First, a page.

Focused CT using a height-adjusted metric and the umbilicus as a landmark for children undergoing evaluation for appendicitis

Suzanne Roberts, Abigail F. Nixon, James A. Meltzer, Einat Blumfield

Research output: Contribution to journalArticlepeer-review

1 Scopus citations


Background: Confirmation of appendicitis in children often requires CT. A focused CT scan that is limited to the lower abdomen/pelvis might help to reduce radiation exposure. Objective: To determine the position of the appendix relative to the umbilicus and derive a height-adjusted threshold for a focused CT that would identify most appendices. Materials and methods: We conducted a retrospective study of children younger than 18 years who underwent a CT scan for suspected appendicitis. A pediatric radiologist determined the distance from the most cephalad portion of the appendix to the center of the umbilicus. This distance was divided by the child’s height to create a ratio for each child. We then assessed the largest of these distance/height ratios (“height constants”) as potential height-adjusted thresholds that, when multiplied by any patient’s height, would yield the superior threshold for the focused CT scan. Radiation reduction was calculated as percentage decrease in scan length compared to a complete abdominopelvic CT. Results: Of 270 patients whose entire appendix was identified on CT, all were identified within 10.5 cm above the umbilicus. A focused CT using a height constant of 0.07 identified 100% of the appendices visualized on the complete CT scan and resulted in an estimated mean percentage radiation reduction of 27% (standard deviation [SD] +/-4.7). If a height constant of 0.03 was used, 97% of appendices were identified and the estimated radiation reduction was 43% (SD +/-4.3). Conclusion: A height-adjusted focused abdominopelvic CT scan might reduce radiation exposure without sacrificing the diagnostic accuracy of the complete CT scan.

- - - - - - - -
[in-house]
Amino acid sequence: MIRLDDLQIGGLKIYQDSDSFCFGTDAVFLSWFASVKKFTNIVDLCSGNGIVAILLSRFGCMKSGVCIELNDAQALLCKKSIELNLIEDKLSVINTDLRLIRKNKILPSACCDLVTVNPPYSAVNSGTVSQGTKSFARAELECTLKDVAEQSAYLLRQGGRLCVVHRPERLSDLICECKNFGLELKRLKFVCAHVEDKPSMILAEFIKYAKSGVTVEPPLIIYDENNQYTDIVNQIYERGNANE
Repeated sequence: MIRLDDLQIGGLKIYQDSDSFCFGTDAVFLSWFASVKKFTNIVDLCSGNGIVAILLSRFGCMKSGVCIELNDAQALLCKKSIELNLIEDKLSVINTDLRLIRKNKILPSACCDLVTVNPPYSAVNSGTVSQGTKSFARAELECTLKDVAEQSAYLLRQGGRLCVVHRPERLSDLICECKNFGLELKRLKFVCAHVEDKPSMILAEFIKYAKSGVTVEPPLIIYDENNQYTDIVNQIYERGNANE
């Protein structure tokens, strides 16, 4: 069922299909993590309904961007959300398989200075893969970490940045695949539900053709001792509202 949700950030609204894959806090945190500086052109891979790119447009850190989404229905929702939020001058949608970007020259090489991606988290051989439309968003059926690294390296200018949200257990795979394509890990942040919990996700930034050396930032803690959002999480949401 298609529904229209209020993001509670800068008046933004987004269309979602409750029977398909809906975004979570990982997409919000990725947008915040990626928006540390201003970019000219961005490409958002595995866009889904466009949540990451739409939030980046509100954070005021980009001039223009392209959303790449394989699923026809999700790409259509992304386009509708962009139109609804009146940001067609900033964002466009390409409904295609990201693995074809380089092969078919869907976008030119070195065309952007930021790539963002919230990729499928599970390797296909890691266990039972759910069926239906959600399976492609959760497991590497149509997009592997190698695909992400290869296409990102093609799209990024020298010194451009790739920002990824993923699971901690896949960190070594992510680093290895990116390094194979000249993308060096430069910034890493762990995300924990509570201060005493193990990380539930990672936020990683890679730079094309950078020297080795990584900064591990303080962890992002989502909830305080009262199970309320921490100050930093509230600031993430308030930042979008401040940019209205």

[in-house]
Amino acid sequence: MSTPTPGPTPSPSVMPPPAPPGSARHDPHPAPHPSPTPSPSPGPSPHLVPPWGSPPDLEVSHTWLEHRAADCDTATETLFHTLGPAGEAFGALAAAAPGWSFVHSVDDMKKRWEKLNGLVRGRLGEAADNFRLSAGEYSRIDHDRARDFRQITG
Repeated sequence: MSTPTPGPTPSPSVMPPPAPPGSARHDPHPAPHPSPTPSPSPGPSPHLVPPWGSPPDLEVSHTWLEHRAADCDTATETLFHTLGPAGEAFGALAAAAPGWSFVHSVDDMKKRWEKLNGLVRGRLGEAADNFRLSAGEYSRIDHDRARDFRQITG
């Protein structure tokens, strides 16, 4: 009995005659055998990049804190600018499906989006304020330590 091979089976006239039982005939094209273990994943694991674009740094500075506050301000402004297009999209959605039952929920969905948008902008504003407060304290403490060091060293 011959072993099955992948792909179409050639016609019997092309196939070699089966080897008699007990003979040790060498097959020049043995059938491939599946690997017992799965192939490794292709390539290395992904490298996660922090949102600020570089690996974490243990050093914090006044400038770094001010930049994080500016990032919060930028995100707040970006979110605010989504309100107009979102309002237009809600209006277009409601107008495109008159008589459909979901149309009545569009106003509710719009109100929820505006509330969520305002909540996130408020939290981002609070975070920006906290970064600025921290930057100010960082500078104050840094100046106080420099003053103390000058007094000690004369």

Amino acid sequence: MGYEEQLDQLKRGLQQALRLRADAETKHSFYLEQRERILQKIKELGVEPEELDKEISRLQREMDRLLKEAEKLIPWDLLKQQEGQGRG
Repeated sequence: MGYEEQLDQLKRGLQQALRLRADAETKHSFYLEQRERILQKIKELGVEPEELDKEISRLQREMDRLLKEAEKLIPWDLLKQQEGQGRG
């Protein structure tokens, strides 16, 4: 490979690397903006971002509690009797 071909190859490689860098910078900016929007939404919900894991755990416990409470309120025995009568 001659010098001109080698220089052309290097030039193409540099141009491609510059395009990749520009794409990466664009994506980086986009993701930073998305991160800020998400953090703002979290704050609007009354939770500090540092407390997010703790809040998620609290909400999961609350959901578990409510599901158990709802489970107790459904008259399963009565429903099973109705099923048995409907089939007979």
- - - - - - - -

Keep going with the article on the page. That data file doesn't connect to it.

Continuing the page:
Original languageEnglish (US)
Pages (from-to)294-300
Number of pages7
JournalPediatric Radiology
Issue number3
StatePublished - Mar 1 2017


  • Appendicitis
  • Children
  • Computed tomography
  • Focused computed tomography
  • Radiation

ASJC Scopus subject areas

  • Pediatrics, Perinatology, and Child Health
  • Radiology Nuclear Medicine and imaging


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